Saturday, January 3, 2009
Click the picture for a larger view.
Answer by Tony Leukering
I started the year off with a bit of a stumper, with 20 respondents providing answers including no incorrect species, but not providing enough correct species. Quite a few first-time respondents jumped into the game, with, unfortunately, not all of those having read the quiz rules. At least two of the newbies provided answers with only one species listed.
The primary beastie in the picture is the loon on the left side, with all but two respondents getting that species correct. Yes, the bird does sport a white flank patch, but that, alone, does not an Arctic Loon make. That the bird's eye is in the white of the face and that the bill is very short and thin tells us that the loon is a Red-throated.
Now, for the two black birds in the background right that look of fairly similar size to each other. Few respondents provided rationales for their answers, but of those that did, most mentioned the white on the head of at least the left of the two black birds. That, obviously, would rule out Black Oystercatcher. Yes, both birds have orange bills but, to me, they don't look nearly long enough to be those of oystercatchers. So, with both birds having obvious necks (something that alcids tend to lack), the only other option for the left black bird would then be an adult male Surf Scoter, as the white appears to be on (at least) the crown. On this bird, note that the bird's head is fairly substantial and that it is attached to the body with a thickness of neck that looks proportionately appropriate.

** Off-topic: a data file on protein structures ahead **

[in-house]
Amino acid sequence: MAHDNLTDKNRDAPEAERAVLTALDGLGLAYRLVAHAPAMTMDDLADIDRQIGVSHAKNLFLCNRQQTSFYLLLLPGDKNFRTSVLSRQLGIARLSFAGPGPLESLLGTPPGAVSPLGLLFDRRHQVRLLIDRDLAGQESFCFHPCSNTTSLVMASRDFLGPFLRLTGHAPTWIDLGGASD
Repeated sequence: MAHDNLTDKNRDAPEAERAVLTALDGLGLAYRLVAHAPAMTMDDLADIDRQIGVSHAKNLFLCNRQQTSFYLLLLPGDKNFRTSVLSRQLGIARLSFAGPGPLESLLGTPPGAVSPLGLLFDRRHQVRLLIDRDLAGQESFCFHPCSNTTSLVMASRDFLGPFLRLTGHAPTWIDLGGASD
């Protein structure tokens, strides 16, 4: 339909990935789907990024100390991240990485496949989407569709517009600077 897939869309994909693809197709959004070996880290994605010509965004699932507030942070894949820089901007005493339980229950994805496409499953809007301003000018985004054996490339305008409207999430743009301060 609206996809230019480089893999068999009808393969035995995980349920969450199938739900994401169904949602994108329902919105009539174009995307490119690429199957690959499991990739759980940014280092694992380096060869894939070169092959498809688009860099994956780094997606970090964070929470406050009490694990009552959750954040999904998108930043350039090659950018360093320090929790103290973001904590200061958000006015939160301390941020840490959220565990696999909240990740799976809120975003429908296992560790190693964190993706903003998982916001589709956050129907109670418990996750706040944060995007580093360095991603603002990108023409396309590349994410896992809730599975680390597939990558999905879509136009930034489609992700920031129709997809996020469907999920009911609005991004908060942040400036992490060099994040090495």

With that bird IDed, let's take a closer gander at the right black bird. Most respondents assumed that the two black birds were of the same species, but the right bird seems to have a thinner neck and a smaller and rounder head that gives the bird the impression of the head and neck being something of an afterthought and just stuck onto the body with some Elmer's glue or something. Perhaps the sexes of Surf Scoter have differing structures in this regard. Unfortunately, we can see that the right bird has orange on the bill, a black belly, and appears to lack any pale in the head plumage, features at odds with both immature males and all ages of female Surf Scoters. If the two were flying more parallel to our view (rather than going away to the left), the right bird would probably show a longer tail than that of the Surf Scoter, but that's obviously not really noticeable at this angle.
I took this picture of a juvenile Red-throated Loon and adult males of both Surf and Black scoters off the beach in the vicinity of Beach Haven, NJ, on 31 October 2008. I want to say a particular "well done!" to those getting this week's quiz correct, as there aren't many with the eye and experience to correctly ID both scoters with the poor view provided.
Tallies of incorrect answers for quiz species:
Arctic Loon - 1
Black Oystercatcher - 4
Common Loon - 1
American Coot - 1
The 9 of 34 providing the correct answer:
Answer: Red-throated Loon, Surf Scoter, Black Scoter